Novak Djokovic & Roger Federer in ATP rematch
|ATP World Tour Final|
|Venue: O2, London Date: Sunday, 22 November|
|18:00 GMT: Novak Djokovic v Roger Federer - live on BBC Two, BBC Radio 5 live sports extra and BBC Sport website|
Novak Djokovic will try to win a record fourth consecutive season-ending title when he takes on Roger Federer at the ATP World Tour Finals on Sunday.
Djokovic, 28, hopes to surpass Ivan Lendl, who won his third straight Tour Finals in 1987.
Federer will be buoyed for his 10th final in this event after beating Djokovic in the group stage on Tuesday.
The 34-year-old had been set to face the Serb in last year's final but had to pull out with a back injury.
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I don't feel unbeatable - Djokovic
Djokovic has won 81 matches, 10 titles and three Grand Slams in securing the end-of-season number one ranking for the fourth time in five years.
"It's the best season of my life," said the Serb. "Regardless of the outcome of Sunday's match, the season will still be the best that I had."
Rafael Nadal was brief and to the point when asked after their semi-final what Djokovic does so well, replying: "Everything."
Djokovic has lost just six times this year and will appear in his 15th consecutive final of 2015 at the O2 Arena on Sunday.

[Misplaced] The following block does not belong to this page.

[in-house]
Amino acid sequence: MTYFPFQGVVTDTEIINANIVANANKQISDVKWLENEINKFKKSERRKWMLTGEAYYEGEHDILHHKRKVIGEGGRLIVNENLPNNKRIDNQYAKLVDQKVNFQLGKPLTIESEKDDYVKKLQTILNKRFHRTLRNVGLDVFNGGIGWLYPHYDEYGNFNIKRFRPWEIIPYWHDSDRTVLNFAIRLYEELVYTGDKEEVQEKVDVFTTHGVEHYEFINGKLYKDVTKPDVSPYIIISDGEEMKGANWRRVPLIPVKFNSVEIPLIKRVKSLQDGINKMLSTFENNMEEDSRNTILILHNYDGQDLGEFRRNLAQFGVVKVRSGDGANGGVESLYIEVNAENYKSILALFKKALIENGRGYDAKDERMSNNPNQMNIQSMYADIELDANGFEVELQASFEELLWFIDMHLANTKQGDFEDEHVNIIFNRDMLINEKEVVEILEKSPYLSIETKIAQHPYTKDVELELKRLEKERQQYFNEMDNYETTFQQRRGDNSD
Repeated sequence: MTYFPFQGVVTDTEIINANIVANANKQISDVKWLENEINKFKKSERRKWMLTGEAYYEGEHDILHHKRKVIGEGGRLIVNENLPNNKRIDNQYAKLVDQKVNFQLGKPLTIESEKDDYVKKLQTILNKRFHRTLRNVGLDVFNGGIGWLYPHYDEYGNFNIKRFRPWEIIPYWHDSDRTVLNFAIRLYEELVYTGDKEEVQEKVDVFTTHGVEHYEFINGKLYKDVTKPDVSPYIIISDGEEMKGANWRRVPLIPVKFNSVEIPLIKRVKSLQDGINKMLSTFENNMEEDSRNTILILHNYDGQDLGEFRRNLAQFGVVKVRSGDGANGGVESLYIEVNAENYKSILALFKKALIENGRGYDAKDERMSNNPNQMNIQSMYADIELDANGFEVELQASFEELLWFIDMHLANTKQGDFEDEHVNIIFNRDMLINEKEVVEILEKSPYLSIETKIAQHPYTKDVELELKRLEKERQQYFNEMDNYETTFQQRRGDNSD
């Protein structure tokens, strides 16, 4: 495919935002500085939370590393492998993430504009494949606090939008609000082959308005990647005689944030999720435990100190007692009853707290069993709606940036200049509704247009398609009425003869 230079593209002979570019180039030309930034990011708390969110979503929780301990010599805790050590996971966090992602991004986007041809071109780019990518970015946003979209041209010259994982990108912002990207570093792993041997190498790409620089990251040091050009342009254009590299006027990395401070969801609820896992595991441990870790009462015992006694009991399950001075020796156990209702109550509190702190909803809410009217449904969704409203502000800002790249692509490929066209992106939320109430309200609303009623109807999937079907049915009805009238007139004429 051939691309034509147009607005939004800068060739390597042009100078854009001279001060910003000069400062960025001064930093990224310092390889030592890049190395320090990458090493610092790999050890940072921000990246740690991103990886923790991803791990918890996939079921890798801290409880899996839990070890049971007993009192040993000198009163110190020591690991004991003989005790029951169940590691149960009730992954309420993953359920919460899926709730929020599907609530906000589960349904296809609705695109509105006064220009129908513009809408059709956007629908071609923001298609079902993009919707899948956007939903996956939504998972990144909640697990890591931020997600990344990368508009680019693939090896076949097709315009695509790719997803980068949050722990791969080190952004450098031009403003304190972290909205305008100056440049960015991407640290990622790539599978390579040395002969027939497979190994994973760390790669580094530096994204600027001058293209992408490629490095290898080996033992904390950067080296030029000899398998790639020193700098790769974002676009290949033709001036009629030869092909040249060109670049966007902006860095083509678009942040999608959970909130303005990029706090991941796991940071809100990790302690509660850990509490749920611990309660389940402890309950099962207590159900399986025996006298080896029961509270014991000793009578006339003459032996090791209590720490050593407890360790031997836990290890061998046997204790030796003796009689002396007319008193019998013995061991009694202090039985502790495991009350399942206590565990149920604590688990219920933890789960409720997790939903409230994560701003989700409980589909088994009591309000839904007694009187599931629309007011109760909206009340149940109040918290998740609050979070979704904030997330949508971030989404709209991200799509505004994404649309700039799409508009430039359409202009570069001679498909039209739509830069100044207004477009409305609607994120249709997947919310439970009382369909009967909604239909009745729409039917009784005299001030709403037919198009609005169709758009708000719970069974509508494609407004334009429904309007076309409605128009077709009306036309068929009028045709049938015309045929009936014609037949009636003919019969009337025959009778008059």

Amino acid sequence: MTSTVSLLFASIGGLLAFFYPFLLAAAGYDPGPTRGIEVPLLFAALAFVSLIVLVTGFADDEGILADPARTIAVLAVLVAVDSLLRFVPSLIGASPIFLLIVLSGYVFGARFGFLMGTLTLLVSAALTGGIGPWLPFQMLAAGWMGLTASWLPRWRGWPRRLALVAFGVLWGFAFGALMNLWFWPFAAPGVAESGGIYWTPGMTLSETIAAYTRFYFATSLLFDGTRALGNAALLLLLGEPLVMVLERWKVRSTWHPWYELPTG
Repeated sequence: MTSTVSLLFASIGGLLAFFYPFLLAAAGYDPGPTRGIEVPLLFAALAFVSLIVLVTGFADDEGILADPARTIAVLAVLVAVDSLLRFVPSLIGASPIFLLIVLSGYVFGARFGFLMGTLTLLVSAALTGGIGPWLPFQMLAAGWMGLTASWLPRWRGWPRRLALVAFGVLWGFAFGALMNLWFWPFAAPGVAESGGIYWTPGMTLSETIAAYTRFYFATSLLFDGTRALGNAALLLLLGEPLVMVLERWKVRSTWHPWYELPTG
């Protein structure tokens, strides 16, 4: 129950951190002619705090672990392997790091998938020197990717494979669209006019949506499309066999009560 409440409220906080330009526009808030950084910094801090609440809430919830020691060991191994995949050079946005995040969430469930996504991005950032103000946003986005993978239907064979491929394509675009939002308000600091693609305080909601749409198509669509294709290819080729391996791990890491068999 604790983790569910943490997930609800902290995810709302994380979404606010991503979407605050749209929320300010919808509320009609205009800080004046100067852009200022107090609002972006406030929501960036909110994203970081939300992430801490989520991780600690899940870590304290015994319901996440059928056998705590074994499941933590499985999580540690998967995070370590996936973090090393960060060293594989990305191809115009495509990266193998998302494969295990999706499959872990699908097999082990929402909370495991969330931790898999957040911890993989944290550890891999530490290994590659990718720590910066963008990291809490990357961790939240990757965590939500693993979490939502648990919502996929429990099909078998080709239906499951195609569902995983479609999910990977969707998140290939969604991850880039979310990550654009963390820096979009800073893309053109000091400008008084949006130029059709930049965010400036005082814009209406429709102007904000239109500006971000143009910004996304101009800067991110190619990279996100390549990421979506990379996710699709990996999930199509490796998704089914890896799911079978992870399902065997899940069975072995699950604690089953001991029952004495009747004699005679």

However, a three-year unbeaten run indoors - and 23-match winning streak - came to an end against Federer on Tuesday.
"I don't feel unbeatable, but it does definitely feel great when I'm playing the way I played," he said after his semi-final victory.
"When I feel like I'm dictating the pace, the match itself, most of the rallies, I feel like I'm on top of my opponent."
His confidence is higher - Federer
Federer has been the only player capable of regularly pushing Djokovic this year, winning three of their seven matches.
The Serb won their most significant clashes, in the finals of Wimbledon and the US Open, but Federer only has to look back five days to his last victory on the same O2 centre court.
"For me it's an advantage because I guess it gives me a bit of confidence," said Federer.
"For him it's an advantage because he gets a second chance, and he's in another final. He's played some great tennis since we've played.
"So I still believe his confidence is slightly higher than mine with the amount of success he's had this year."
There is at least little chance of a repeat of 12 months ago, when Federer had to inform the 17,000 spectators that he was unable to play the final.
"I'm feeling slightly better than last year," said the Swiss. "This year obviously it's very different. I feel completely normal. It's a big relief for me."